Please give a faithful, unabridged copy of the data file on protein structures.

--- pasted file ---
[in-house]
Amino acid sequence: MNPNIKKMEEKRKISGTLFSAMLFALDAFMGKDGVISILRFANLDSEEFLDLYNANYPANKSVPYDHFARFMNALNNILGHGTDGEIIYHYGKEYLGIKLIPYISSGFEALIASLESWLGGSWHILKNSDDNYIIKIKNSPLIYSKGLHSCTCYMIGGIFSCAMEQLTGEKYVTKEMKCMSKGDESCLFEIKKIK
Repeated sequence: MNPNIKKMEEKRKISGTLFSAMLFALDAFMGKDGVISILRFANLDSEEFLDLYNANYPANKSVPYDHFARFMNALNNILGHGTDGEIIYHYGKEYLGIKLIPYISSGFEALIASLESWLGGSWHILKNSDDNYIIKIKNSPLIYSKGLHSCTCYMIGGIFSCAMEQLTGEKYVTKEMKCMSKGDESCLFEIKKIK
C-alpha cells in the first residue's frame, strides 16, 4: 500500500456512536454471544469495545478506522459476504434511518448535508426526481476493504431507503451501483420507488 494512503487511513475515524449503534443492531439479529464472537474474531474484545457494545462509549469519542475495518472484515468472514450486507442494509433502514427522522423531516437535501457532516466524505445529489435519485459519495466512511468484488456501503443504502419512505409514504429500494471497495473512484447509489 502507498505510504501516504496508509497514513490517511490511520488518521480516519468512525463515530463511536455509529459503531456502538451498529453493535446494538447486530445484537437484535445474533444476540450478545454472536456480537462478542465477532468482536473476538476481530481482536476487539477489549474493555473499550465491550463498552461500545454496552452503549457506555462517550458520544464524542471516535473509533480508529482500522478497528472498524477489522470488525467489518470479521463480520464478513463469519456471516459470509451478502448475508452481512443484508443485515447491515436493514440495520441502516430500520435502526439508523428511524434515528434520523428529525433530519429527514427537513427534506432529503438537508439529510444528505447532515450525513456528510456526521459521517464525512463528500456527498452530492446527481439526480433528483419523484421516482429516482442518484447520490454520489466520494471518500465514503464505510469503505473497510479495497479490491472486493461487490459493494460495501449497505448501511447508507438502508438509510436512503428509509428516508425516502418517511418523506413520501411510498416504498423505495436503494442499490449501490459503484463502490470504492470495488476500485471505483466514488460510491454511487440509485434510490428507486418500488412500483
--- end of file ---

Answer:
[in-house]
Amino acid sequence: MNPNIKKMEEKRKISGTLFSAMLFALDAFMGKDGVISILRFANLDSEEFLDLYNANYPANKSVPYDHFARFMNALNNILGHGTDGEIIYHYGKEYLGIKLIPYISSGFEALIASLESWLGGSWHILKNSDDNYIIKIKNSPLIYSKGLHSCTCYMIGGIFSCAMEQLTGEKYVTKEMKCMSKGDESCLFEIKKIK
Repeated sequence: MNPNIKKMEEKRKISGTLFSAMLFALDAFMGKDGVISILRFANLDSEEFLDLYNANYPANKSVPYDHFARFMNALNNILGHGTDGEIIYHYGKEYLGIKLIPYISSGFEALIASLESWLGGSWHILKNSDDNYIIKIKNSPLIYSKGLHSCTCYMIGGIFSCAMEQLTGEKYVTKEMKCMSKGDESCLFEIKKIK
C-alpha cells in the first residue's frame, strides 16, 4: 500500500456512536454471544469495545478506522459476504434511518448535508426526481476493504431507503451501483420507488 494512503487511513475515524449503534443492531439479529464472537474474531474484545457494545462509549469519542475495518472484515468472514450486507442494509433502514427522522423531516437535501457532516466524505445529489435519485459519495466512511468484488456501503443504502419512505409514504429500494471497495473512484447509489 502507498505510504501516504496508509497514513490517511490511520488518521480516519468512525463515530463511536455509529459503531456502538451498529453493535446494538447486530445484537437484535445474533444476540450478545454472536456480537462478542465477532468482536473476538476481530481482536476487539477489549474493555473499550465491550463498552461500545454496552452503549457506555462517550458520544464524542471516535473509533480508529482500522478497528472498524477489522470488525467489518470479521463480520464478513463469519456471516459470509451478502448475508452481512443484508443485515447491515436493514440495520441502516430500520435502526439508523428511524434515528434520523428529525433530519429527514427537513427534506432529503438537508439529510444528505447532515450525513456528510456526521459521517464525512463528500456527498452530492446527481439526480433528483419523484421516482429516482442518484447520490454520489466520494471518500465514503464505510469503505473497510479495497479490491472486493461487490459493494460495501449497505448501511447508507438502508438509510436512503428509509428516508425516502418517511418523506413520501411510498416504498423505495436503494442499490449501490459503484463502490470504492470495488476500485471505483466514488460510491454511487440509485434510490428507486418500488412500483